Market capitalization, or the value of a company that is traded on the stock market. The value is calculated by multiplying the total number of shares by the current share price.

Money market account

A deposit bank account, similar to a savings account, but with higher interest rates. In general, money market accounts have a minimum balance and limit the number of withdrawals per month, and are lower risk than other investments.

NASDAQ/Nasdaq

The NASDAQ (National Association of Securities Dealers Automated Quotations) is a the second-largest stock exchange in the world, known for its online trading platform. The NASDAQ is home to many technology and internet-based companies and for fast trading.

New York Stock Exchange (NYSE)

The largest stock exchange in the world.

Rally

A temporary spike in stock prices, often caused by new economic policies. A rally may last a day or two or up to a couple of months

Recession

A period of economic downturn, typically characterized by declining GDP, high unemployment and a lack of growth.

Richcession

Coined by the Wall Street Journal, a richcession is when a recession impacts the wealthy more directly than people with modest or low incomes, an inversion of a typical recession. Since mass layoffs in 2022 disproportionately impacted high-earning tech jobs, while the employment rate across the board is strong, a potential 2023 recession may cause more disruption to high earners.

Risk assets

An asset you purchase that carries risk that the value may drop and you will lose money. Common high-risk assets include stocks, cryptocurrency, real estate and the global currency trade.

S&P 500

Standard & Poor’s 500 Index, commonly written as S&P 500, is a market cap weighted index of 500 leading publicly traded companies in the U.S.

Slowcession

Coined by economist Cristian deRitis, a slowcession is a period when economic growth slows but does not reach the point of going in reverse. Similar to stagflation.

Soft landing

Slow economic recovery that avoids a recession, and what the Fed is aiming for by raising interest rates to curb inflation.

Stagflation

An economic cycle with slow growth combined with inflation and a high unemployment rate. It differs from a recession in that during stagflation, the economy is stagnant, while during a recession the economy goes backward, or recedes. In July 2022, Forbes predicted that the US may be entering a period of stagnation, but so far it has not happened.

Stocks

A type of investment in a company where you buy shares, also known as equities, of ownership. As the value of the company increases or decreases, so does the value of the stock.

Stock market crash

The most common cause of a recession, a stock market crash is a significant and sudden decline of stock prices by 10% or more in one day, often caused by sudden mass panic selling. The 2020 and 2022 stock market crashes were caused by the COVID-19 pandemic, and are a big reason a recession has been predicted by some economists. NASDAQ predicts that the stock market may recover from the 2022 crash without a recession, however.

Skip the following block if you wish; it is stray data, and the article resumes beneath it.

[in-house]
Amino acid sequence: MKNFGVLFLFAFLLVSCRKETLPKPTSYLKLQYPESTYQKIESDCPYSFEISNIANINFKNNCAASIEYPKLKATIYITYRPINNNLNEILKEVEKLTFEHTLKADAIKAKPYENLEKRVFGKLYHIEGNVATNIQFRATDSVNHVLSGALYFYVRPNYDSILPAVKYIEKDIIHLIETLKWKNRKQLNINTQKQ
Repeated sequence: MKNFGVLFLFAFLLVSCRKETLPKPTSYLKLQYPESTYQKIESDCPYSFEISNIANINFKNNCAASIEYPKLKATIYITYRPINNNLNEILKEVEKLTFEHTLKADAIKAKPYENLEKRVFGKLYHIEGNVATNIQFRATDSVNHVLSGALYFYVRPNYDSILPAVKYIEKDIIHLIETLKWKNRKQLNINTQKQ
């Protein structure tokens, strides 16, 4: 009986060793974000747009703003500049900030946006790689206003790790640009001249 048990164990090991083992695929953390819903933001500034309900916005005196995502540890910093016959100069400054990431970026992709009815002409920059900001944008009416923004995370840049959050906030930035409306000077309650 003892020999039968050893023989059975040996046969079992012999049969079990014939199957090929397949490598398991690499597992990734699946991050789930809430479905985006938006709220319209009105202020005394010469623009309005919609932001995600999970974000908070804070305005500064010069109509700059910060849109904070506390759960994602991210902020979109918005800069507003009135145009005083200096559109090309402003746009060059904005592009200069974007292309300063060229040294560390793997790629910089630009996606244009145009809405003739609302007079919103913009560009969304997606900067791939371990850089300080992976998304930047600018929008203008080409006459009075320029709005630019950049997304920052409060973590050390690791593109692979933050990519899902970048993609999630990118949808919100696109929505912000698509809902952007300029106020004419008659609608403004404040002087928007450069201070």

Stock market index

A stock market index is a statistical measure of the change in the value of a portfolio of stocks, representing the performance of a specific market segment. These values are commonly represented by real-time scrolls, line graphs and graphs. Some of the most well-known stock market indexes include the S&P 500, the Dow Jones Industrial Average, and the NASDAQ Composite.

Supply chain disruption

The supply chain is the flow of production of products and services, which a healthy economy relies on. The COVID-19 pandemic caused disruptions — for example, international shipping was delayed and in some cases factories closed temporarily. These disruptions caused shortages of things like baby formula, fuel and pet food over the last couple of years. As we enter 2023, there are shortages of children’s over-the-counter medicine and vehicle chips, but it’s predicted that we’ll see fewer shortages in the year to come.

Target interest rate

The target interest rate, set by the FOMC, at which commercial banks borrow and lend their excess reserves to each other overnight. This rate, which is set eight times a year, impacts the amount of interest you pay on loans, as well as the amount of interest you earn in savings and money market accounts.

Treasury yields

The interest rate on US government bonds, which is the interest rate the government pays on its debts.

Unemployment rate

The number of unemployed people as a percentage of the labor force (which includes both the employed and unemployed). The unemployment rate is calculated as: (Unemployed ÷ Labor Force) x 100. The US is entering 2023 with an unemployment rate of about 3.5%, which is considered low. While a low unemployment rate is a good thing, it’s possible for rates to drop so low that they cause an economic imbalance, causing inflation to spike.

US government bonds

Government bonds, also known as savings bonds, are a low-risk type of investment where you lend money to the U.S. government and it pays it back to you with interest.

Series: Navigating a (Possible) Recession Month 2023